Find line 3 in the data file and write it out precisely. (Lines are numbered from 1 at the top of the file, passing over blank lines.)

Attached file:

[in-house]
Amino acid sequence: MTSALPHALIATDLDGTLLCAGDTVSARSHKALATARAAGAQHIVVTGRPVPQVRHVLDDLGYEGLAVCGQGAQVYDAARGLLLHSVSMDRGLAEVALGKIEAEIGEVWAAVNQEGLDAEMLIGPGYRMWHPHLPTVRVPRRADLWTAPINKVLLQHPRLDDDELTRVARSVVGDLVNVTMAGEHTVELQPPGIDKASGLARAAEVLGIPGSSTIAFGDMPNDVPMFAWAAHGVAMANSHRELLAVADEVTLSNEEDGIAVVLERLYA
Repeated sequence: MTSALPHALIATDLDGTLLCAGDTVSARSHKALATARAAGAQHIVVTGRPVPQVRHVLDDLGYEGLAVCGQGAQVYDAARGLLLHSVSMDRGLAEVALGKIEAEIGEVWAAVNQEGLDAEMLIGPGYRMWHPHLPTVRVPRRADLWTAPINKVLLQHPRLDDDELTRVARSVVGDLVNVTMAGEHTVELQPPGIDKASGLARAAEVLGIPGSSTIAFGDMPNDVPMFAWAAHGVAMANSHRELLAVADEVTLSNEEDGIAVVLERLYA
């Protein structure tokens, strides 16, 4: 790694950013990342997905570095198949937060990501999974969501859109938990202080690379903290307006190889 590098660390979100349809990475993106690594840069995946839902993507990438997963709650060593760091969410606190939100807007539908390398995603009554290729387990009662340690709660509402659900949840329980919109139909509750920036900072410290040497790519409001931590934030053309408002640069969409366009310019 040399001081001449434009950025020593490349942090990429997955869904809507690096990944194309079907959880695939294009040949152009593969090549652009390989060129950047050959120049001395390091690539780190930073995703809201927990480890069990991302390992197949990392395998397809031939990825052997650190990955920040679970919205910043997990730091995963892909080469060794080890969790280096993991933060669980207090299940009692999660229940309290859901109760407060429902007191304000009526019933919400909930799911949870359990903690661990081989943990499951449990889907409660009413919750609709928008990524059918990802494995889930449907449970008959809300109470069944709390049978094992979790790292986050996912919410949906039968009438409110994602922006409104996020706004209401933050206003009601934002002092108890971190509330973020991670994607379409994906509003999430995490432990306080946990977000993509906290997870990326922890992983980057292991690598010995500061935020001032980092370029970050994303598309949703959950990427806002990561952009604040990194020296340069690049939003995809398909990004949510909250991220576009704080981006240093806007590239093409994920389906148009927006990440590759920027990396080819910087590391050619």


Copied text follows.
Repeated sequence: MTSALPHALIATDLDGTLLCAGDTVSARSHKALATARAAGAQHIVVTGRPVPQVRHVLDDLGYEGLAVCGQGAQVYDAARGLLLHSVSMDRGLAEVALGKIEAEIGEVWAAVNQEGLDAEMLIGPGYRMWHPHLPTVRVPRRADLWTAPINKVLLQHPRLDDDELTRVARSVVGDLVNVTMAGEHTVELQPPGIDKASGLARAAEVLGIPGSSTIAFGDMPNDVPMFAWAAHGVAMANSHRELLAVADEVTLSNEEDGIAVVLERLYA